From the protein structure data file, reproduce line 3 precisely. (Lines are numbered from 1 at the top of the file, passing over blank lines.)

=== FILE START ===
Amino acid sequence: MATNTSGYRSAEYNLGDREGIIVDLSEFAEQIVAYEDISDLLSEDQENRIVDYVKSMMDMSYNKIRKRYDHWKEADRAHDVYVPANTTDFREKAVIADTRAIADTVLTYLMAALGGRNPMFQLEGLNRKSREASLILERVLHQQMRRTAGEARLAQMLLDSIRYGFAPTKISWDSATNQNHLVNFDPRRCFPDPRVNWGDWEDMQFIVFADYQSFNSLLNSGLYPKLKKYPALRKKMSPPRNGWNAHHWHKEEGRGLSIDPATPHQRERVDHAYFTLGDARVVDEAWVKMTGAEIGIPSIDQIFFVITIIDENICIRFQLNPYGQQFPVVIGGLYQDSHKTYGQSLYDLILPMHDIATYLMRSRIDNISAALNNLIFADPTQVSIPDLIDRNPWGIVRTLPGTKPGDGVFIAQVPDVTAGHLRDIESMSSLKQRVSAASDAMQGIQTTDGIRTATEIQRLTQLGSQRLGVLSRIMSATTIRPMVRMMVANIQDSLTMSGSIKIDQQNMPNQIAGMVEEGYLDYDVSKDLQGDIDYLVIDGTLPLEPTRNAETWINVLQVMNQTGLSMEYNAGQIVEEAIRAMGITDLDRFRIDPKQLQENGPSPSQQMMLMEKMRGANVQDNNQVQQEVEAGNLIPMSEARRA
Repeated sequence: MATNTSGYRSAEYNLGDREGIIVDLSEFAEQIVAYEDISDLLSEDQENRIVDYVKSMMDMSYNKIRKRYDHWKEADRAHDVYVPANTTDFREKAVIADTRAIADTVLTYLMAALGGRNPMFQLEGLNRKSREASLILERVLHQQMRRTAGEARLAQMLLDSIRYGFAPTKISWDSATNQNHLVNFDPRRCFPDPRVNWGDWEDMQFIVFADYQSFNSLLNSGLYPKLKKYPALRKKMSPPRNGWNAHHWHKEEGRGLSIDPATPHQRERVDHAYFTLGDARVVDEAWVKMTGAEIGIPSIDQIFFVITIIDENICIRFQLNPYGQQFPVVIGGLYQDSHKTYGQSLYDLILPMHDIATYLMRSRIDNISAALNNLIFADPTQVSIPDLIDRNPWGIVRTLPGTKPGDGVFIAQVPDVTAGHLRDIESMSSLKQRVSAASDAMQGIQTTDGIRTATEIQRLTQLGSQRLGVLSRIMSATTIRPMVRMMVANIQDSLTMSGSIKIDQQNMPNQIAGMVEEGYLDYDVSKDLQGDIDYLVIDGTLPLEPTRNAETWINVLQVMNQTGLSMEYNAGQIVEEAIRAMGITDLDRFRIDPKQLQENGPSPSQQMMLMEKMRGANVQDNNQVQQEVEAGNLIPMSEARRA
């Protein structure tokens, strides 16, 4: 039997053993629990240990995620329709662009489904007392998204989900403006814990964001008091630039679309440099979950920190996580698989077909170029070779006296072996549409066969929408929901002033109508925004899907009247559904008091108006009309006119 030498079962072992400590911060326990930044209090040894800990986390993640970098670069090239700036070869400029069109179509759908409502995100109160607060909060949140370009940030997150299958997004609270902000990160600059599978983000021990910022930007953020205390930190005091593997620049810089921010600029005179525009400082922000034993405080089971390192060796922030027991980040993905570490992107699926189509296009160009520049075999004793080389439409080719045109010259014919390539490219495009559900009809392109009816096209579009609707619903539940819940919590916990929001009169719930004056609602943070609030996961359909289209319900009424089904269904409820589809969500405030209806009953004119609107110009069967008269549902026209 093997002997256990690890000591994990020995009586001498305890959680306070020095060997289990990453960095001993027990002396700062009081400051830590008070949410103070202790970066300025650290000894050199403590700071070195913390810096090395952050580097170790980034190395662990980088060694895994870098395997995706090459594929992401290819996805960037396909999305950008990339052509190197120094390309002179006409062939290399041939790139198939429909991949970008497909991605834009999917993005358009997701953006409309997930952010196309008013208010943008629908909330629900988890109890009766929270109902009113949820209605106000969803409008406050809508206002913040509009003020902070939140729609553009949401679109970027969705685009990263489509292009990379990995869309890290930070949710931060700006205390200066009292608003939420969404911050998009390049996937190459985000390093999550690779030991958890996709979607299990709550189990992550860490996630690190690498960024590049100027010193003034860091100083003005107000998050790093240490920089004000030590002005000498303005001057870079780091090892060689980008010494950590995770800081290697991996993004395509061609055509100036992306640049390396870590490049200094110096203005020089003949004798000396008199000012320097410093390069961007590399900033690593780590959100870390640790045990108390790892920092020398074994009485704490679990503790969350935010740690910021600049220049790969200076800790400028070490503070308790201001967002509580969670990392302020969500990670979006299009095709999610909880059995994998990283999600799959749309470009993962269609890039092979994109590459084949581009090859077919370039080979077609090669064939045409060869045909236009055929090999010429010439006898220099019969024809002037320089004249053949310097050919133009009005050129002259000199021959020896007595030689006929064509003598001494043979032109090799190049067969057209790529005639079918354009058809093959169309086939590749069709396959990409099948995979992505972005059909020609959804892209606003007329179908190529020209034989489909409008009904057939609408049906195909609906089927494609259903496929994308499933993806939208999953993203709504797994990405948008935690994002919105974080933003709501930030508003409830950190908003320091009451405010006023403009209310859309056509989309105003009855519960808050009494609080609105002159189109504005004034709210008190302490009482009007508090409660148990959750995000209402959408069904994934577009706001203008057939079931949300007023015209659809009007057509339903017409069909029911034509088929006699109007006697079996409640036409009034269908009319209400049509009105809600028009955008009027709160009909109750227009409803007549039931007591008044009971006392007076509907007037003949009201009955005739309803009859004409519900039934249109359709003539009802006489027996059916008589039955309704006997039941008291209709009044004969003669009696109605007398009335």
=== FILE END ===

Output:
């Protein structure tokens, strides 16, 4: 039997053993629990240990995620329709662009489904007392998204989900403006814990964001008091630039679309440099979950920190996580698989077909170029070779006296072996549409066969929408929901002033109508925004899907009247559904008091108006009309006119 030498079962072992400590911060326990930044209090040894800990986390993640970098670069090239700036070869400029069109179509759908409502995100109160607060909060949140370009940030997150299958997004609270902000990160600059599978983000021990910022930007953020205390930190005091593997620049810089921010600029005179525009400082922000034993405080089971390192060796922030027991980040993905570490992107699926189509296009160009520049075999004793080389439409080719045109010259014919390539490219495009559900009809392109009816096209579009609707619903539940819940919590916990929001009169719930004056609602943070609030996961359909289209319900009424089904269904409820589809969500405030209806009953004119609107110009069967008269549902026209 093997002997256990690890000591994990020995009586001498305890959680306070020095060997289990990453960095001993027990002396700062009081400051830590008070949410103070202790970066300025650290000894050199403590700071070195913390810096090395952050580097170790980034190395662990980088060694895994870098395997995706090459594929992401290819996805960037396909999305950008990339052509190197120094390309002179006409062939290399041939790139198939429909991949970008497909991605834009999917993005358009997701953006409309997930952010196309008013208010943008629908909330629900988890109890009766929270109902009113949820209605106000969803409008406050809508206002913040509009003020902070939140729609553009949401679109970027969705685009990263489509292009990379990995869309890290930070949710931060700006205390200066009292608003939420969404911050998009390049996937190459985000390093999550690779030991958890996709979607299990709550189990992550860490996630690190690498960024590049100027010193003034860091100083003005107000998050790093240490920089004000030590002005000498303005001057870079780091090892060689980008010494950590995770800081290697991996993004395509061609055509100036992306640049390396870590490049200094110096203005020089003949004798000396008199000012320097410093390069961007590399900033690593780590959100870390640790045990108390790892920092020398074994009485704490679990503790969350935010740690910021600049220049790969200076800790400028070490503070308790201001967002509580969670990392302020969500990670979006299009095709999610909880059995994998990283999600799959749309470009993962269609890039092979994109590459084949581009090859077919370039080979077609090669064939045409060869045909236009055929090999010429010439006898220099019969024809002037320089004249053949310097050919133009009005050129002259000199021959020896007595030689006929064509003598001494043979032109090799190049067969057209790529005639079918354009058809093959169309086939590749069709396959990409099948995979992505972005059909020609959804892209606003007329179908190529020209034989489909409008009904057939609408049906195909609906089927494609259903496929994308499933993806939208999953993203709504797994990405948008935690994002919105974080933003709501930030508003409830950190908003320091009451405010006023403009209310859309056509989309105003009855519960808050009494609080609105002159189109504005004034709210008190302490009482009007508090409660148990959750995000209402959408069904994934577009706001203008057939079931949300007023015209659809009007057509339903017409069909029911034509088929006699109007006697079996409640036409009034269908009319209400049509009105809600028009955008009027709160009909109750227009409803007549039931007591008044009971006392007076509907007037003949009201009955005739309803009859004409519900039934249109359709003539009802006489027996059916008589039955309704006997039941008291209709009044004969003669009696109605007398009335």